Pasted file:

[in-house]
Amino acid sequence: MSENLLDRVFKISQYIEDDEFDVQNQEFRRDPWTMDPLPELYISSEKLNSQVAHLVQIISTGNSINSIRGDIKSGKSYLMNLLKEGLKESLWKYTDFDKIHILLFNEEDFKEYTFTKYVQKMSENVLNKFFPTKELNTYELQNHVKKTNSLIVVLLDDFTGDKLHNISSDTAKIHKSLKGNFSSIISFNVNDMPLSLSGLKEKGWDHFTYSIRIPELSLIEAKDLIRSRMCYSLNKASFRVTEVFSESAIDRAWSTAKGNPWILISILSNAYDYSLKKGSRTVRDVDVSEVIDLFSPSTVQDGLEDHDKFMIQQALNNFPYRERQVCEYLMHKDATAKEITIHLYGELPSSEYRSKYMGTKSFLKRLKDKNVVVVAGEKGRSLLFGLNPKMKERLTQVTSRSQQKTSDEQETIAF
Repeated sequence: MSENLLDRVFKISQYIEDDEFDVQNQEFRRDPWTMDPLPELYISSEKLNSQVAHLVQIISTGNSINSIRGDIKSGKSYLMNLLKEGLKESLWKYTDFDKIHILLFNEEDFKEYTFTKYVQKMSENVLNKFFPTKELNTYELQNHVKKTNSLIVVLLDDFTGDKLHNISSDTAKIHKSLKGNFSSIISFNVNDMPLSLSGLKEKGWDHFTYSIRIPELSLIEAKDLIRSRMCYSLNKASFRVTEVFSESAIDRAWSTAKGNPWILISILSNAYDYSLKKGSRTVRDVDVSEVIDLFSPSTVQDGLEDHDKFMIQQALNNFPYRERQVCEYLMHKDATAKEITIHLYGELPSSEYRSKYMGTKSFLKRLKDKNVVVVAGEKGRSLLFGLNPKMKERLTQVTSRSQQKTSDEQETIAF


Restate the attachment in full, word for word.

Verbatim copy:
[in-house]
Amino acid sequence: MSENLLDRVFKISQYIEDDEFDVQNQEFRRDPWTMDPLPELYISSEKLNSQVAHLVQIISTGNSINSIRGDIKSGKSYLMNLLKEGLKESLWKYTDFDKIHILLFNEEDFKEYTFTKYVQKMSENVLNKFFPTKELNTYELQNHVKKTNSLIVVLLDDFTGDKLHNISSDTAKIHKSLKGNFSSIISFNVNDMPLSLSGLKEKGWDHFTYSIRIPELSLIEAKDLIRSRMCYSLNKASFRVTEVFSESAIDRAWSTAKGNPWILISILSNAYDYSLKKGSRTVRDVDVSEVIDLFSPSTVQDGLEDHDKFMIQQALNNFPYRERQVCEYLMHKDATAKEITIHLYGELPSSEYRSKYMGTKSFLKRLKDKNVVVVAGEKGRSLLFGLNPKMKERLTQVTSRSQQKTSDEQETIAF
Repeated sequence: MSENLLDRVFKISQYIEDDEFDVQNQEFRRDPWTMDPLPELYISSEKLNSQVAHLVQIISTGNSINSIRGDIKSGKSYLMNLLKEGLKESLWKYTDFDKIHILLFNEEDFKEYTFTKYVQKMSENVLNKFFPTKELNTYELQNHVKKTNSLIVVLLDDFTGDKLHNISSDTAKIHKSLKGNFSSIISFNVNDMPLSLSGLKEKGWDHFTYSIRIPELSLIEAKDLIRSRMCYSLNKASFRVTEVFSESAIDRAWSTAKGNPWILISILSNAYDYSLKKGSRTVRDVDVSEVIDLFSPSTVQDGLEDHDKFMIQQALNNFPYRERQVCEYLMHKDATAKEITIHLYGELPSSEYRSKYMGTKSFLKRLKDKNVVVVAGEKGRSLLFGLNPKMKERLTQVTSRSQQKTSDEQETIAF